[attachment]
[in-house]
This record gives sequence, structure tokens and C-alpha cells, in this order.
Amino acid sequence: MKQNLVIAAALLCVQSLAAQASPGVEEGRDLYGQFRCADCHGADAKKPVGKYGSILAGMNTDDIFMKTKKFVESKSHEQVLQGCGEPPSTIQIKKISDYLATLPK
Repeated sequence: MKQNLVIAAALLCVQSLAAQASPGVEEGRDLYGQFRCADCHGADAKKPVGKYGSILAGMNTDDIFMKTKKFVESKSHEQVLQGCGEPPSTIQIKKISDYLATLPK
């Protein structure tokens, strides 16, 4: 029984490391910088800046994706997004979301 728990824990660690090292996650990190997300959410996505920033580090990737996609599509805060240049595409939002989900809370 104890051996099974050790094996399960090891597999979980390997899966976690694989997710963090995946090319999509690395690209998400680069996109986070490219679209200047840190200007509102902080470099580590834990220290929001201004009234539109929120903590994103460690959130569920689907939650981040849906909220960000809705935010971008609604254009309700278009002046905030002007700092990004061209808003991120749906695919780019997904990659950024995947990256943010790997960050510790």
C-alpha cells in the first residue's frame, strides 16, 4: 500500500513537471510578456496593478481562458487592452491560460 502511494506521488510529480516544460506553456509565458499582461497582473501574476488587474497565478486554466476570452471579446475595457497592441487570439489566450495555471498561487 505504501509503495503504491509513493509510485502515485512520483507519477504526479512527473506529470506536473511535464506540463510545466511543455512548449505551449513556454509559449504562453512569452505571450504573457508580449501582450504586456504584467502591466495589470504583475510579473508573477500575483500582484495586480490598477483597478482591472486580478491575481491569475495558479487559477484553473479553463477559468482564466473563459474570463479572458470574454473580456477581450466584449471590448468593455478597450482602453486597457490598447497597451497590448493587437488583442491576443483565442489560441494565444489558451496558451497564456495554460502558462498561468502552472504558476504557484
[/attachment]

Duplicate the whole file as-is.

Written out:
[in-house]
This record gives sequence, structure tokens and C-alpha cells, in this order.
Amino acid sequence: MKQNLVIAAALLCVQSLAAQASPGVEEGRDLYGQFRCADCHGADAKKPVGKYGSILAGMNTDDIFMKTKKFVESKSHEQVLQGCGEPPSTIQIKKISDYLATLPK
Repeated sequence: MKQNLVIAAALLCVQSLAAQASPGVEEGRDLYGQFRCADCHGADAKKPVGKYGSILAGMNTDDIFMKTKKFVESKSHEQVLQGCGEPPSTIQIKKISDYLATLPK
């Protein structure tokens, strides 16, 4: 029984490391910088800046994706997004979301 728990824990660690090292996650990190997300959410996505920033580090990737996609599509805060240049595409939002989900809370 104890051996099974050790094996399960090891597999979980390997899966976690694989997710963090995946090319999509690395690209998400680069996109986070490219679209200047840190200007509102902080470099580590834990220290929001201004009234539109929120903590994103460690959130569920689907939650981040849906909220960000809705935010971008609604254009309700278009002046905030002007700092990004061209808003991120749906695919780019997904990659950024995947990256943010790997960050510790």
C-alpha cells in the first residue's frame, strides 16, 4: 500500500513537471510578456496593478481562458487592452491560460 502511494506521488510529480516544460506553456509565458499582461497582473501574476488587474497565478486554466476570452471579446475595457497592441487570439489566450495555471498561487 505504501509503495503504491509513493509510485502515485512520483507519477504526479512527473506529470506536473511535464506540463510545466511543455512548449505551449513556454509559449504562453512569452505571450504573457508580449501582450504586456504584467502591466495589470504583475510579473508573477500575483500582484495586480490598477483597478482591472486580478491575481491569475495558479487559477484553473479553463477559468482564466473563459474570463479572458470574454473580456477581450466584449471590448468593455478597450482602453486597457490598447497597451497590448493587437488583442491576443483565442489560441494565444489558451496558451497564456495554460502558462498561468502552472504558476504557484